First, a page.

Realizing that Reitman probably thinks this is a movie with a big idea makes it even worse, in my estimation. He thought he wouldn’t make the usual ensemble teen comedy. He’d tell it like it really is. And he’d spend equal time on the parents as well as the children.

Fine. But what message does he have for us men, women and children? What does he have to tell us that justifies the time and expense and contribution of useful hours by his cast and crew? And our time and money as an audience? It turns out that Reitman, who is about 37 years old, has come to the adolescent’s recognition that none of us is the center of the universe despite the way our parents’ focused on us. Reitman thinks this audience is stuck on that awful teenage truth. But you can’t become an adult without getting past that truth and incorporating it into a idea of meaning at a more modest scale.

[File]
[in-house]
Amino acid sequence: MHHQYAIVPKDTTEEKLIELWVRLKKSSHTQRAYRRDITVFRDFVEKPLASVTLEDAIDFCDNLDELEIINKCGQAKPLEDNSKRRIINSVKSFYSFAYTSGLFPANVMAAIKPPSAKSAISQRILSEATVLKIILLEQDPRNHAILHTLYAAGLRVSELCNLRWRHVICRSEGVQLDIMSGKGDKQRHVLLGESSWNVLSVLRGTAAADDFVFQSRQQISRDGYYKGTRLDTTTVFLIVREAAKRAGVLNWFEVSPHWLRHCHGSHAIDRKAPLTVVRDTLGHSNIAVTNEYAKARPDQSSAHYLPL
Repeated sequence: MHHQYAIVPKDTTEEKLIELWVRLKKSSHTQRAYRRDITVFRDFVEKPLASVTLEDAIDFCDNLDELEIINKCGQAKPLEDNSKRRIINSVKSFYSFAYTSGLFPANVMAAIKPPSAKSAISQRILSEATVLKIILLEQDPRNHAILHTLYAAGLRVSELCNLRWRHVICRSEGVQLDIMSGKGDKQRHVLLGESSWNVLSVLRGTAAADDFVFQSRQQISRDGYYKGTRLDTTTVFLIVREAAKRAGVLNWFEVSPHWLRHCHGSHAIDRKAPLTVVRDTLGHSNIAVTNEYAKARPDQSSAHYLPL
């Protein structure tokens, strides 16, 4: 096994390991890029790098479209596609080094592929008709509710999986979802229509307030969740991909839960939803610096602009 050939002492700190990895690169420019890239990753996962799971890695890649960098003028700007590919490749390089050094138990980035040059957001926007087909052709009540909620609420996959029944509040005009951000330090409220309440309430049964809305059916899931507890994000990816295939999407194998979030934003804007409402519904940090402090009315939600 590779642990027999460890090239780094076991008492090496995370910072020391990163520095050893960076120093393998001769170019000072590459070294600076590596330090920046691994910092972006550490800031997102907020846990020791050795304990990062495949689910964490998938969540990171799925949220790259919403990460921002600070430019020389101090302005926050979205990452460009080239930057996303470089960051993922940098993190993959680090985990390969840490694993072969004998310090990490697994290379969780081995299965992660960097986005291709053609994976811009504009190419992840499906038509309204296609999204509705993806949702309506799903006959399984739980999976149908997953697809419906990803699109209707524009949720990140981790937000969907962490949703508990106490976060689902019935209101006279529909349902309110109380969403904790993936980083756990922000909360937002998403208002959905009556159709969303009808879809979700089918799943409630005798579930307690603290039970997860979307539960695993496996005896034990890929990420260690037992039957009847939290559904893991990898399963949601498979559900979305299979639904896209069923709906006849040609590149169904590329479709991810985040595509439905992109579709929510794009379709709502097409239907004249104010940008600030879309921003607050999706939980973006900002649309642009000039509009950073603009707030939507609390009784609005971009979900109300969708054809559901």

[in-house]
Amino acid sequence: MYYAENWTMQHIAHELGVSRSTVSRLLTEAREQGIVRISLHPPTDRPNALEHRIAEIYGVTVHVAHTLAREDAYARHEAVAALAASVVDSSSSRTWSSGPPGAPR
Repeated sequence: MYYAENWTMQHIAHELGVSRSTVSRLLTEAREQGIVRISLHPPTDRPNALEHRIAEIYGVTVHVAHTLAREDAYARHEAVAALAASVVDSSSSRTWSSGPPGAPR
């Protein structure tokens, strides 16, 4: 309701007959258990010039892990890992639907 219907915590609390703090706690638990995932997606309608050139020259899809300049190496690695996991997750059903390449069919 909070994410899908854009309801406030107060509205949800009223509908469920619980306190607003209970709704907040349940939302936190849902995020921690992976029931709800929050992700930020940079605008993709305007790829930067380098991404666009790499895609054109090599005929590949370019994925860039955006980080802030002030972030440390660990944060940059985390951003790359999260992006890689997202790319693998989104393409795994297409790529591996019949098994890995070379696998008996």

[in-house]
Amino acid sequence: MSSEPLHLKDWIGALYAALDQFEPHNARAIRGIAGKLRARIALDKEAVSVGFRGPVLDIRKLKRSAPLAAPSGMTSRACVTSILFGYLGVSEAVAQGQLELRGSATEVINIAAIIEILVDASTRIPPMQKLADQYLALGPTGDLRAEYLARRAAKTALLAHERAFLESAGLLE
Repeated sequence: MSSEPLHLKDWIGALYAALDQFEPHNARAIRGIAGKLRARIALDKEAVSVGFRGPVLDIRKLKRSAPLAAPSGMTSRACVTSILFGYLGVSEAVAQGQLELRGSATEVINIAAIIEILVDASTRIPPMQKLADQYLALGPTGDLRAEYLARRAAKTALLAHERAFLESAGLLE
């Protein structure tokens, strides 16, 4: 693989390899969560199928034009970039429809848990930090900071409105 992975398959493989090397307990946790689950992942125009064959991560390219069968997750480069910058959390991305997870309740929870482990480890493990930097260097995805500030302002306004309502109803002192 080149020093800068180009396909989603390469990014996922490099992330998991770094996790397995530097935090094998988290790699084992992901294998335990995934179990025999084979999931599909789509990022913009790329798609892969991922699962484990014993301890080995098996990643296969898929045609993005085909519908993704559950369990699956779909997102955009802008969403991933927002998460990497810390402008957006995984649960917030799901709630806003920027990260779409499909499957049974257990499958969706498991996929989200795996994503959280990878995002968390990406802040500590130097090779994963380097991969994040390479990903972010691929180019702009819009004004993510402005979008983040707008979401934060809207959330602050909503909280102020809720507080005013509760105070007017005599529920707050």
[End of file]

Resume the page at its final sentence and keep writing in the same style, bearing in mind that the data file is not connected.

Perhaps that’s why I didn’t recognize a single human being among the ensemble he put on the screen. We are not all miserable creatures, wrong about ourselves, masturbating ourselves into sexlessness, frittering away our time on our pale blue dot. And if we were, this movie would not help, not only because it’s bad art but because in lieu of providing any vision of meaning beyond that of a disappointed adolescent, it leaves its characters either in their misery or in a phony-baloney Hollywood wrap up.

There is not a single reason to see this movie. Not even Emma Thompson.


Here’s the end quote from Pale Blue Dot from a much earlier production. Now you don’t have to see “Men, Women & Children.

You’re welcome.


So, one more thing. You know how at the end of Casablanca Bogart, er, Rick says that “the problems of three little people don’t amount to a hill of beans in this crazy world”? That’s an important thing to remember, but only because the film has shown us that problems of three little people do amount to something.